the beholder


ploenchitBKK3

Bangkok: The world seems different, everything suddenly seen in clear three-dimensionality. Reflected light, rich, deep colours and a strange familiarity, objects in the environment become somehow known. I’ve seen these things so often before but now seeing them with an expanded awareness. It sounds visionary, you could say revelatory but it’s the result of eye surgery, rather than insight… nonetheless quite astonishing. I have this clarity in one eye only, vision in the other eye is like an old yellowed photo, dull and indistinct. The operation on that eye will be in October, back to the Rutnin Eye Hospital in Bangkok. The surgeon makes a hole in the eye and puts in a tool that uses ultrasound to emulsify the lens. The lens becomes liquid and is sucked away, then a plastic foldable lens is inserted in the place where the natural lens used to be. That’s it, done. Local anaesthetic is enough, or general if you feel claustrophobic about the covers over the face. After the op there are different kinds of eye-drops that go on for about three weeks and it feels a bit itchy but that’s all.

I’m amazed that it’s possible to do this; the plasticity of the human body, parts can be taken out, replaced; systems are deconstructed, reconstructed, subject to change. It all supports the idea of anatta: no abiding self. There’s an underlying flexibility about the mind/body organism namarupa. One example of this is that I have a very refined piece of plastic in my eye instead of a natural lens. And, looking at the world, I find an affinity with clear-wrap, cling-film, transparent plastic food packaging – the way the plastic surface refracts the light. In this strong sunlight in Thailand, I notice the reflections on chrome and glass – the clarity is sparkling and beautiful. Also these enhanced colours, reds mostly, and an overall bright clear blueness in the white areas. It has the quality of an iPad screen, retina display, high density pixels merge into one – an extraordinary brightness.

Faces of friends and family are seen as if for the first time. I notice small expressions now I didn’t know were there, maybe because everybody is looking at my new eye, intense Thai faces examine my new eye, and I’m looking back at them looking at me, seeing subtleties in their features that I’ve never seen before. It’s all quite new, a curious reality.

So, I’ll be going around for the next few weeks, looking at my surroundings and considering the phenomenon that I am experiencing this. Can it really be so? ‘Beauty is in the eye of the beholder’ (Margaret Wolfe Hungerford). The expression always seemed a bit mean and divisive to me, ‘I’ think it’s beautiful but ‘you’ might think it’s not; beauty becomes a matter of opinion… In Buddhism, the ‘beholder’ sees the world and identifies the self, ‘me’. If ‘I’ am inside the body, in ‘here’, I must be separate from everything else out ‘there’, isolated, alone, anxious – wrong view a fundamental error. The attachment to a perceived self and craving for it to become real, creates suffering. Language has a naming function, creating an apparent identity. Anything that is stated is always missing the point because of these characteristics of language. Better to think of it in terms of what it is not, rather than what it is: ‘… the remainderless fading & cessation, renunciation, relinquishment, release, & letting go of that very craving. (the noble truth of the cessation of dukkha)’ [SN 56.11 (dukkha nirodho ariya sacca)]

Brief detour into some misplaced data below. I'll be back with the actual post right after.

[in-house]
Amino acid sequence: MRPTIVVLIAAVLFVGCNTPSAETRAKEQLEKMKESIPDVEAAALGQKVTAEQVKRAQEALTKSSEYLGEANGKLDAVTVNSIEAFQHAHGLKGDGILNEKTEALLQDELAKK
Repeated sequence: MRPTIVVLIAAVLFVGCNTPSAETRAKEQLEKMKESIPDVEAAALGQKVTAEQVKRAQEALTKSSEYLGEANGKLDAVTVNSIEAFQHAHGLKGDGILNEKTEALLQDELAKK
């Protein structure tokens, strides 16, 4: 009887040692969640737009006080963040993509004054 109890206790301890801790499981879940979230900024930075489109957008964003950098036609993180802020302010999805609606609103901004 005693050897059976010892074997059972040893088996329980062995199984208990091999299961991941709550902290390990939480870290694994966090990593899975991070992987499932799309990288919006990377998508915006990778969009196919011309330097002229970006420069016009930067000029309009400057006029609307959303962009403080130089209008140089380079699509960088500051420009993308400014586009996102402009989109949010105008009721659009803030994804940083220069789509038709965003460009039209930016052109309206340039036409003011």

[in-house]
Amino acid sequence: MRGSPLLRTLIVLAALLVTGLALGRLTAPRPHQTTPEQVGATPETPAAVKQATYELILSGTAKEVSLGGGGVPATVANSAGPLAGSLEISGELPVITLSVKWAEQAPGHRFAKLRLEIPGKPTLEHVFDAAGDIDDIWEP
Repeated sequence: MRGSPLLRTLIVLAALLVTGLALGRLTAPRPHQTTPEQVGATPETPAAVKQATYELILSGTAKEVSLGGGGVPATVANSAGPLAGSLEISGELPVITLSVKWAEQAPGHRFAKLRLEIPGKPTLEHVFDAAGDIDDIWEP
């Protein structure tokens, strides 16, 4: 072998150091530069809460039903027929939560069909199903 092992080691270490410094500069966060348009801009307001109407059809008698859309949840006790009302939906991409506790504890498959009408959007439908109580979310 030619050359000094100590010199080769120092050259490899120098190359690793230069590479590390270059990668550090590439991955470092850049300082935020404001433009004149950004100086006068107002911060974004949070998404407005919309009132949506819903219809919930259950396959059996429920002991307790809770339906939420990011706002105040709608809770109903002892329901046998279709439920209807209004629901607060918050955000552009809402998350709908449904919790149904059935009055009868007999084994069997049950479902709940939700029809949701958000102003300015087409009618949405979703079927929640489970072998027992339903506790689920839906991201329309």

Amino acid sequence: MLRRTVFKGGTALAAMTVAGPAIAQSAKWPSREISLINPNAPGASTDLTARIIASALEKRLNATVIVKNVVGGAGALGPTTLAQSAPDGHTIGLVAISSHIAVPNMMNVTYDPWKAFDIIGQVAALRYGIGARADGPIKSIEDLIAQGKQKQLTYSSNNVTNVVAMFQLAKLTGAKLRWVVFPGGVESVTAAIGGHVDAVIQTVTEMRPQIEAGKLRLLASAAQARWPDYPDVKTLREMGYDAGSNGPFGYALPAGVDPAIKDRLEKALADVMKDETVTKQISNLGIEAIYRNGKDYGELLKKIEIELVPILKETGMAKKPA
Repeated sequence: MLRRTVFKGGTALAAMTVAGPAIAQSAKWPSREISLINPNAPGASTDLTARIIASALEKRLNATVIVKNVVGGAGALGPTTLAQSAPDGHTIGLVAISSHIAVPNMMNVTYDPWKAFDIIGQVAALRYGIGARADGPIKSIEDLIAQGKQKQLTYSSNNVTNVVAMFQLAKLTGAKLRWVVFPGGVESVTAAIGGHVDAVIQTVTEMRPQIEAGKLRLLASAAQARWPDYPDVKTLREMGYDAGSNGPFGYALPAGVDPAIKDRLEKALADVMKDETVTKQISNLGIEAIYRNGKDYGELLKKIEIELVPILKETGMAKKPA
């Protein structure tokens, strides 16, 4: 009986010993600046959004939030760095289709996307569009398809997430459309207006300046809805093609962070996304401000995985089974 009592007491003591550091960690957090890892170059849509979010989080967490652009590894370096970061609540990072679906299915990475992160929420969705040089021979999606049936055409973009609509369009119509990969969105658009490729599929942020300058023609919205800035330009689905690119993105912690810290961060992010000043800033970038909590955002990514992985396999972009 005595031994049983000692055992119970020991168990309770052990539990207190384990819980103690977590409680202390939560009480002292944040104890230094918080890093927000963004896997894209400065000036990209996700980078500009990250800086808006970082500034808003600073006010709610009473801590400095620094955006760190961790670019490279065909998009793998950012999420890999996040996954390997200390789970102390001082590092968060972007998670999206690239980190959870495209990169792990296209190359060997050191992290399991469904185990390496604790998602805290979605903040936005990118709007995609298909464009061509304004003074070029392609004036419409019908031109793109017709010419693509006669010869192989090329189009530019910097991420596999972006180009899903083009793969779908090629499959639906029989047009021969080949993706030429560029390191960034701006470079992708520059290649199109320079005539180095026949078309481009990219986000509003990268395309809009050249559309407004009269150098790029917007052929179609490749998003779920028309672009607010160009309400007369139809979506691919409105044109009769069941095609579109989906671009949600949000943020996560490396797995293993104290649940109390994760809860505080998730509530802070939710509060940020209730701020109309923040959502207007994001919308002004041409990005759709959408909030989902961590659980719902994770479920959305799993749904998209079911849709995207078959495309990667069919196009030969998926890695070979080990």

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Photo image: Skyline at Ploenchit Bangkok.

12 thoughts on “the beholder

  1. Good that you had this operation. Wishing you all success for the other eye. Isn’t it amazing how perception and beautiful colours can deliver joy to our mind – and isn’t it beautiful how it works like that.

    • Thank you yes, beauty is transient, no attachment to it; there is perception. The act of perceiving interests me – how things are ‘seen’. At the outset I wasn’t aware the eye operation would be such a wonderful opportunity to study this…

  2. Pingback: where I’m calling from | dhamma footsteps

  3. Pingback: appearances | dhamma footsteps

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